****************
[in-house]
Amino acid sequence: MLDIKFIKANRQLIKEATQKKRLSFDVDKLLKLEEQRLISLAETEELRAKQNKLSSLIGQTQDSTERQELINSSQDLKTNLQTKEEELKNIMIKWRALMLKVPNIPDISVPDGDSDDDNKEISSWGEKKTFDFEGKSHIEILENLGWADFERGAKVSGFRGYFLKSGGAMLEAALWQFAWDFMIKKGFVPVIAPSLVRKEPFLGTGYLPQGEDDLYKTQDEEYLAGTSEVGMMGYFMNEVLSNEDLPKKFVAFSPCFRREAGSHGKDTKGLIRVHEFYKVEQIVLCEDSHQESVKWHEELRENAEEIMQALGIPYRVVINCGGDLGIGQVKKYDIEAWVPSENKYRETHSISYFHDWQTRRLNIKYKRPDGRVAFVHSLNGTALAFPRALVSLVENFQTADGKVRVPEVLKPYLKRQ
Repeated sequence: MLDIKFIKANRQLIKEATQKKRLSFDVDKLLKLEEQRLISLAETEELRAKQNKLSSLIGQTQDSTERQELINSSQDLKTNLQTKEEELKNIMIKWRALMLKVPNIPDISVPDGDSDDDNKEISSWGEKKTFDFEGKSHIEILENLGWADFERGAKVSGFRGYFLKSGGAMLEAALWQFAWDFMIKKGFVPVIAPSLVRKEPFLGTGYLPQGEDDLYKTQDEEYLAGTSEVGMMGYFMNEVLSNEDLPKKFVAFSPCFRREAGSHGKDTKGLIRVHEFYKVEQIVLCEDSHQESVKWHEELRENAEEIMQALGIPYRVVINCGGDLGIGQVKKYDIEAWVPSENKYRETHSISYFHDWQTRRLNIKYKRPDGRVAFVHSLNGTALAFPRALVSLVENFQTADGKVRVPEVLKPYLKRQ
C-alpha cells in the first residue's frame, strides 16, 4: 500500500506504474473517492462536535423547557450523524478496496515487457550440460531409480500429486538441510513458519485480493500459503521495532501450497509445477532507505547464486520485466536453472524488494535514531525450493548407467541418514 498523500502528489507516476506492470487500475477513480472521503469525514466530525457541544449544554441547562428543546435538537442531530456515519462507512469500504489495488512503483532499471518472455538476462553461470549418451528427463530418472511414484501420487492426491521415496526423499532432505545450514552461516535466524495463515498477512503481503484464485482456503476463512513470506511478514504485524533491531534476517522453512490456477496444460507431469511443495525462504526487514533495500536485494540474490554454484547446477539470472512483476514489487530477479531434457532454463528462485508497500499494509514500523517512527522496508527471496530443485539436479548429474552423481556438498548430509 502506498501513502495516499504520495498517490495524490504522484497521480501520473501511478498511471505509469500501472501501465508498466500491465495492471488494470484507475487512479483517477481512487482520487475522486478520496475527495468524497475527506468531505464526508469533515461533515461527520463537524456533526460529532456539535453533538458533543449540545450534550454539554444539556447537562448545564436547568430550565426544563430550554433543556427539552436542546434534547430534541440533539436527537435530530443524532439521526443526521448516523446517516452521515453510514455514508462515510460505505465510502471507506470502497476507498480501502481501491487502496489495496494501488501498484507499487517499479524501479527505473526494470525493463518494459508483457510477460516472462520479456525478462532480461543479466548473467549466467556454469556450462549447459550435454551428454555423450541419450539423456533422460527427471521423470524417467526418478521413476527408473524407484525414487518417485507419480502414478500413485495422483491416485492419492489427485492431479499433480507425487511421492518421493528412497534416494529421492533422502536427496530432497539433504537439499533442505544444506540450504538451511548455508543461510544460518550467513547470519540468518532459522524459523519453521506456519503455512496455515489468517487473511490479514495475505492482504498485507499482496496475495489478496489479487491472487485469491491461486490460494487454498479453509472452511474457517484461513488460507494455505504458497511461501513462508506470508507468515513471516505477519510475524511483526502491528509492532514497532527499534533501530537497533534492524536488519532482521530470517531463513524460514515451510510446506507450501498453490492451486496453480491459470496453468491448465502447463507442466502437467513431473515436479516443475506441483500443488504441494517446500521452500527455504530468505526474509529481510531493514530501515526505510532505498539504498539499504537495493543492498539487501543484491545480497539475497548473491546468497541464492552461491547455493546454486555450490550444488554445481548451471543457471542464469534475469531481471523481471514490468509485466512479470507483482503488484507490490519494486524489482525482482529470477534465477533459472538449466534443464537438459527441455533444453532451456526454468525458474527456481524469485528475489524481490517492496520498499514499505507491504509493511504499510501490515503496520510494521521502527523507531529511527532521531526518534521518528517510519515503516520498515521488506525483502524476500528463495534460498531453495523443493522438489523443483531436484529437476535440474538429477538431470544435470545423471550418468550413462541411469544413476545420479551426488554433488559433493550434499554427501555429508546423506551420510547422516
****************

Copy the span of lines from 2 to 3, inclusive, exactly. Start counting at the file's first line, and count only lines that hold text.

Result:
Amino acid sequence: MLDIKFIKANRQLIKEATQKKRLSFDVDKLLKLEEQRLISLAETEELRAKQNKLSSLIGQTQDSTERQELINSSQDLKTNLQTKEEELKNIMIKWRALMLKVPNIPDISVPDGDSDDDNKEISSWGEKKTFDFEGKSHIEILENLGWADFERGAKVSGFRGYFLKSGGAMLEAALWQFAWDFMIKKGFVPVIAPSLVRKEPFLGTGYLPQGEDDLYKTQDEEYLAGTSEVGMMGYFMNEVLSNEDLPKKFVAFSPCFRREAGSHGKDTKGLIRVHEFYKVEQIVLCEDSHQESVKWHEELRENAEEIMQALGIPYRVVINCGGDLGIGQVKKYDIEAWVPSENKYRETHSISYFHDWQTRRLNIKYKRPDGRVAFVHSLNGTALAFPRALVSLVENFQTADGKVRVPEVLKPYLKRQ
Repeated sequence: MLDIKFIKANRQLIKEATQKKRLSFDVDKLLKLEEQRLISLAETEELRAKQNKLSSLIGQTQDSTERQELINSSQDLKTNLQTKEEELKNIMIKWRALMLKVPNIPDISVPDGDSDDDNKEISSWGEKKTFDFEGKSHIEILENLGWADFERGAKVSGFRGYFLKSGGAMLEAALWQFAWDFMIKKGFVPVIAPSLVRKEPFLGTGYLPQGEDDLYKTQDEEYLAGTSEVGMMGYFMNEVLSNEDLPKKFVAFSPCFRREAGSHGKDTKGLIRVHEFYKVEQIVLCEDSHQESVKWHEELRENAEEIMQALGIPYRVVINCGGDLGIGQVKKYDIEAWVPSENKYRETHSISYFHDWQTRRLNIKYKRPDGRVAFVHSLNGTALAFPRALVSLVENFQTADGKVRVPEVLKPYLKRQ